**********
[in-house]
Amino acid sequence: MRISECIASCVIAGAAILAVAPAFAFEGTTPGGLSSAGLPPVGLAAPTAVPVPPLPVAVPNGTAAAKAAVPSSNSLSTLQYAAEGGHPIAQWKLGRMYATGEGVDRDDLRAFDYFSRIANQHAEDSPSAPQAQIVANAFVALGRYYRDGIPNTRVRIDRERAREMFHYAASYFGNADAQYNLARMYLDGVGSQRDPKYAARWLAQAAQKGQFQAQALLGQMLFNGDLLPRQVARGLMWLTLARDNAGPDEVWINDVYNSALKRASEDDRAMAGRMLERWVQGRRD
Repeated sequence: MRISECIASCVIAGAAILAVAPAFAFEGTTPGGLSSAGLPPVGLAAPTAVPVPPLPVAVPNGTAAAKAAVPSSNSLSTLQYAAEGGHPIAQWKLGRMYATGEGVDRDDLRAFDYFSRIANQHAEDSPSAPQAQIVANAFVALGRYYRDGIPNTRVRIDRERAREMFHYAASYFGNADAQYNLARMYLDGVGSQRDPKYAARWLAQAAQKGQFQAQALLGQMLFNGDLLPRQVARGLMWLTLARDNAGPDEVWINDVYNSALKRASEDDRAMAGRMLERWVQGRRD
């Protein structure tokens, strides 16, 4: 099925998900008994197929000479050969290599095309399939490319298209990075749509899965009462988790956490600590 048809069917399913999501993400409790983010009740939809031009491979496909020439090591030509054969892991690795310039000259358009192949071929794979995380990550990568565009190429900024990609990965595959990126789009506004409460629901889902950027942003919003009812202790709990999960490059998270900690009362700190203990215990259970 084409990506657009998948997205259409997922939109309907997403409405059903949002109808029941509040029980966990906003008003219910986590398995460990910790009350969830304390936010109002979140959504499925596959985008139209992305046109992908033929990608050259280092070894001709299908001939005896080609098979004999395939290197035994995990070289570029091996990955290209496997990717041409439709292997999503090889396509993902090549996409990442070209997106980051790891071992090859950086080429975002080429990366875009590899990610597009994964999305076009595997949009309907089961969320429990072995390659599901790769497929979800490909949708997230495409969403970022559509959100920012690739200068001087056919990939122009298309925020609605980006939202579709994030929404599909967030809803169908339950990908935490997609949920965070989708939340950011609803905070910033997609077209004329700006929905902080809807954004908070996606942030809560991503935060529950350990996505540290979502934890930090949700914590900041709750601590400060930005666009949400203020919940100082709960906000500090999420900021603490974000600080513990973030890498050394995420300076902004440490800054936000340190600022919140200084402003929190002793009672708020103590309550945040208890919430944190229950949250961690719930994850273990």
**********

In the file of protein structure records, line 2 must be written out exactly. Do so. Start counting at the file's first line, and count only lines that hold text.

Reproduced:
Amino acid sequence: MRISECIASCVIAGAAILAVAPAFAFEGTTPGGLSSAGLPPVGLAAPTAVPVPPLPVAVPNGTAAAKAAVPSSNSLSTLQYAAEGGHPIAQWKLGRMYATGEGVDRDDLRAFDYFSRIANQHAEDSPSAPQAQIVANAFVALGRYYRDGIPNTRVRIDRERAREMFHYAASYFGNADAQYNLARMYLDGVGSQRDPKYAARWLAQAAQKGQFQAQALLGQMLFNGDLLPRQVARGLMWLTLARDNAGPDEVWINDVYNSALKRASEDDRAMAGRMLERWVQGRRD